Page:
Stuyvesant’s Counseling Department Launches New Connect Groups Initiative
Issue 10, Volume 113
With tight deadlines, constant assignments, and difficult tests, high levels of stress are commonplace for many Stuyvesant students. To combat this problem, the Stuyvesant guidance office has collaborated with Counseling in Schools, a citywide service that embeds social workers in schools, to start three Connect Groups: Connect and Destress, Connect and Create, and Cope with Crochet.
The first group is focused on discussions, while the latter two use arts and crafts activities to facilitate mental health conversations. Additionally, Connect and Destress and Connect and Create utilize a closed format, in which students will remain with the same peers throughout the year, while Cope with Crochet is more open to different participants over time.
Stuyvesant has previously hosted similar student programming, but these new connect groups were created specifically to promote student connection due to a lack of student interaction that the counseling department and social workers have identified in the past. “[The] matching with the word ‘connect’ helped to shape the offerings that we have,” Assistant Principal of Pupil Personnel Services Casey Pedrick said. “In the past, we’ve [tailored] groups for students who had recently lost a family member or maybe groups for underclassman boys, or something along those lines. We just want students to connect. We simply want them to be able to come together in a setting where they can relate to some of the other issues that their classmates are going through, that never would have come out in another setting.”
Social isolation during the pandemic was one factor that influenced organizers to create the groups. “It’s been a couple of years since we’ve had 100 percent normal interactions with our peers, so this is a chance to [...] de-stress and connect socially over an activity. And then, if you’re able to de-stress in that activity, although that might only be 45 minutes a week, it will have ripple effects on the rest of your academic and personal lives,” Pedrick said.
The counselors also hope that these groups are an opportunity for students to spend time forming relationships in a lower-stakes environment. “We’ve wanted to have some kind of group other than clubs for a long time,” social worker and connect group manager Arleen Novarese said.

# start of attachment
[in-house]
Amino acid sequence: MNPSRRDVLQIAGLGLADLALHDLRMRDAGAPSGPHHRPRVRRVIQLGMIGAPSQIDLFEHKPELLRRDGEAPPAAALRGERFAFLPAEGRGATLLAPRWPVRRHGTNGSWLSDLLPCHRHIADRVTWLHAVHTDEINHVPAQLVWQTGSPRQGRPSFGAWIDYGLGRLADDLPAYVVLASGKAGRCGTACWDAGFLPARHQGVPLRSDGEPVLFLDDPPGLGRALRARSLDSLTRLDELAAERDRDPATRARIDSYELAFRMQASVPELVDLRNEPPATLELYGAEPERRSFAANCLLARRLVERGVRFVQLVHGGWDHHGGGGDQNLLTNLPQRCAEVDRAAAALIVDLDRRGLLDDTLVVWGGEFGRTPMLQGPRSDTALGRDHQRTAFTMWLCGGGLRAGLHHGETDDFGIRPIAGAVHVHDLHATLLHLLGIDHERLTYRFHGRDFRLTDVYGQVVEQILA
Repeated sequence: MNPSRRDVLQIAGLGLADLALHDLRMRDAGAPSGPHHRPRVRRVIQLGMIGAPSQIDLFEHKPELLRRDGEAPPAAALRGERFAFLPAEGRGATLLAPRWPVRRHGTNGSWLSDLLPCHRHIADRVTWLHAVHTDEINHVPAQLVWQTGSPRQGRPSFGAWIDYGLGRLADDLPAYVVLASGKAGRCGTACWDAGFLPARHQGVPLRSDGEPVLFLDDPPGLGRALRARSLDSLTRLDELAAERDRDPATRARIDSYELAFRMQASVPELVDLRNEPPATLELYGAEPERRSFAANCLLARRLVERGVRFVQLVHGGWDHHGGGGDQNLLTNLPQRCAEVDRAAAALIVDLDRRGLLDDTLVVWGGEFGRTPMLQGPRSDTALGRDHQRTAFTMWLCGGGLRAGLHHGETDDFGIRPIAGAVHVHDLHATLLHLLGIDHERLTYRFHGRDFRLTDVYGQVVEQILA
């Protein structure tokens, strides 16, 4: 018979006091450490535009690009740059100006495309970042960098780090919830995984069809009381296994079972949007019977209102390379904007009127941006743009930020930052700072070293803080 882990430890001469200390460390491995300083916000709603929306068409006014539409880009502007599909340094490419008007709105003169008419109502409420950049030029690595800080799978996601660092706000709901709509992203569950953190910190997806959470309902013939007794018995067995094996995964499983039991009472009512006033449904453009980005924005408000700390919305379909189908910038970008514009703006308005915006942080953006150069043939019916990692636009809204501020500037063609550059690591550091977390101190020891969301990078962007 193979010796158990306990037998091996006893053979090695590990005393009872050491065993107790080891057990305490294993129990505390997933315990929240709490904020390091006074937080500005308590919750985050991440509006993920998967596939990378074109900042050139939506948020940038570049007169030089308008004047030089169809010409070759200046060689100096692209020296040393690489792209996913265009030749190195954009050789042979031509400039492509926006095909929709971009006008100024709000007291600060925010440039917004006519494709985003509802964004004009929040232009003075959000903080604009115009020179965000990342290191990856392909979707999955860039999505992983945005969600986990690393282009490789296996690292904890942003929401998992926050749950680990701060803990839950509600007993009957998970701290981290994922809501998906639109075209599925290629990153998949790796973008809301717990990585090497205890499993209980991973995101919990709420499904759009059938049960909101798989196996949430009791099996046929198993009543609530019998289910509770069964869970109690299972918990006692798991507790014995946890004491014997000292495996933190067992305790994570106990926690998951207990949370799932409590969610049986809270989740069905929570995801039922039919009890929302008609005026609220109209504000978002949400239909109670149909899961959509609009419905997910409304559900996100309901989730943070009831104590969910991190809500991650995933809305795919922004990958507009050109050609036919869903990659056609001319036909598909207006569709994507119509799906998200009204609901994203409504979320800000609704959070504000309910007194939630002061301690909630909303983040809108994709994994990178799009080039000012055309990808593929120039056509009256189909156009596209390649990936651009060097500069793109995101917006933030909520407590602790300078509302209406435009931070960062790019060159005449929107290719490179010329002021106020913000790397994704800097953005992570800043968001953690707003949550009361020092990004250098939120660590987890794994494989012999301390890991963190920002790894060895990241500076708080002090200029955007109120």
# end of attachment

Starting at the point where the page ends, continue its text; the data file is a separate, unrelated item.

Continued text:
However, the groups have experienced difficulty so far in gaining substantial interest due to the packed schedules of attendees. “If you asked students, they might say they have no time,” Counseling in Schools therapist and organizer of Connect and Create and Connect and Destress Crystal Zhang said.
Organizers have also faced scheduling challenges—an inability to coordinate sessions for the few students who are interested. “We could figure out and identify 22 kids who fall into this category, but maybe only three of them have a similar period together, so that’s always a challenge at Stuyvesant for groups,” Pedrick said.
However, Pedrick also noted that participation in Connect Groups comes with value for both student well-being and college applications. “Mental health is important, and these groups are something that you can put down on an activities list for the colleges, to say that you were involved in a Connect Group for art therapy.”
Mid-January and the start of second semester marked the various kickoff dates for these Connect Groups, which measured student interest through Google Forms: 27 students expressed interest in Connect and Create, and 22 showed interest in Connect and Destress. The Cope with Crochet group has garnered the most attention, with 75 interested students. “When we put the word out for Crochet, we had [many] kids who indicated interest there, so [we’re] going to pivot a little in the format so that more groups of students have a chance to cycle through and have that experience,” Pedrick said.
At the same time, a sizable portion of the student body remains unaware of or hesitant about this initiative due to a lack of advertisement about the events. “The only one I’ve ever heard about is the crochet one. It’s just not very well-advertised,” an anonymous senior said. “[Additionally], there’s definitely this stigma [of being vulnerable] because people want to seem put together. [...] That’s kind of been preventing me from attending.”
One solution to this problem could be an increase in student ambassadorship, as the groups are currently completely managed by the counseling department. “If the Stuy Big Sibs introduce it to [freshmen] as well, I think that would be helpful,” the anonymous senior said. “If someone goes on Facebook and [says], ‘I created this nice little crochet thing. Go to Stuyvesant guidance counseling in order to make [them],’ I think it’ll do well.”
Time will tell whether or not Connect Groups will make a significant impact on the Stuyvesant community this semester, but students and counselors agree that the success of previous initiatives provides hope for this program. “The organization day [hosted by the counseling department for the past two years] was successful because it targeted a need. I feel like because a lot of Stuy[vesant] students are stressed, [Connect Groups] can succeed if [they’re] done right,” the anonymous senior said.